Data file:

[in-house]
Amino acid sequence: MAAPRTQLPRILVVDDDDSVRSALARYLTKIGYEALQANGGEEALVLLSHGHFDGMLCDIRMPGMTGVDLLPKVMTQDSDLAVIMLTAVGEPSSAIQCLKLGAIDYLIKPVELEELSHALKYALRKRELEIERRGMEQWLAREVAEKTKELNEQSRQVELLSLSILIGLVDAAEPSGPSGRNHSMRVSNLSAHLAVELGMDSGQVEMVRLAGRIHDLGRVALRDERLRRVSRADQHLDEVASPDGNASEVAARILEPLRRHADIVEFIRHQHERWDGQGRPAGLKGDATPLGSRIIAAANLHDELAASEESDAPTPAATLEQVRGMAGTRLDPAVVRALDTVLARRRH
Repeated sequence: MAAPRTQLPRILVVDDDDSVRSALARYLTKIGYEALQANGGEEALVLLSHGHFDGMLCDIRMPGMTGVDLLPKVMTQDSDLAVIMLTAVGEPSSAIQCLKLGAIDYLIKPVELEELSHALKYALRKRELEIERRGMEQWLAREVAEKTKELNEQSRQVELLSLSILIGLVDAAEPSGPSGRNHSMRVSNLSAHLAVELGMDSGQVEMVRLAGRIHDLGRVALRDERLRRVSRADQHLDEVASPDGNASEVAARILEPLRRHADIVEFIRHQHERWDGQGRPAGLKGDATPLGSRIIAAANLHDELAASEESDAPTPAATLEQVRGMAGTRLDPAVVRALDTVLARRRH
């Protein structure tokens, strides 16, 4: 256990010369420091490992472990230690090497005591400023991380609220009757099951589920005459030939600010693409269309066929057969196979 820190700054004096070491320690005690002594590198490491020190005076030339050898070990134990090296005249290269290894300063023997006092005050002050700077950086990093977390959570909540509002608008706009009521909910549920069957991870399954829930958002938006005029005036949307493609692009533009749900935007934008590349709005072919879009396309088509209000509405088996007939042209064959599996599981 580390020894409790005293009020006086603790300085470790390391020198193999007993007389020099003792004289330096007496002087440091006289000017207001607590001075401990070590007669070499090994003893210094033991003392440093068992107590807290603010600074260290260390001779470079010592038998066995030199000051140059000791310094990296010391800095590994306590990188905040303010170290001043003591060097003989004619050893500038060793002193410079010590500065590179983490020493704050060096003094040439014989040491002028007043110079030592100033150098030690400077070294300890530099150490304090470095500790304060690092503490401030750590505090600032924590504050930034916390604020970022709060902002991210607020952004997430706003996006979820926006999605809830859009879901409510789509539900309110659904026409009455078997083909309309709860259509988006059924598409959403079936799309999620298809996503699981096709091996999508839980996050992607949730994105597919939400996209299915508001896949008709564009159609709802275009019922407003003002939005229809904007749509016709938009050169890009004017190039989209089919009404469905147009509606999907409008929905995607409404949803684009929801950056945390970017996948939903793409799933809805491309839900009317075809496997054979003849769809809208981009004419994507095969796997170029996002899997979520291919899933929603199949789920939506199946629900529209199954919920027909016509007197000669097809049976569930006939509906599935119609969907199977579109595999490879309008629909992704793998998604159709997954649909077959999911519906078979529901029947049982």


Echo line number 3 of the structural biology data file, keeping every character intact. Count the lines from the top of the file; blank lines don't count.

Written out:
Repeated sequence: MAAPRTQLPRILVVDDDDSVRSALARYLTKIGYEALQANGGEEALVLLSHGHFDGMLCDIRMPGMTGVDLLPKVMTQDSDLAVIMLTAVGEPSSAIQCLKLGAIDYLIKPVELEELSHALKYALRKRELEIERRGMEQWLAREVAEKTKELNEQSRQVELLSLSILIGLVDAAEPSGPSGRNHSMRVSNLSAHLAVELGMDSGQVEMVRLAGRIHDLGRVALRDERLRRVSRADQHLDEVASPDGNASEVAARILEPLRRHADIVEFIRHQHERWDGQGRPAGLKGDATPLGSRIIAAANLHDELAASEESDAPTPAATLEQVRGMAGTRLDPAVVRALDTVLARRRH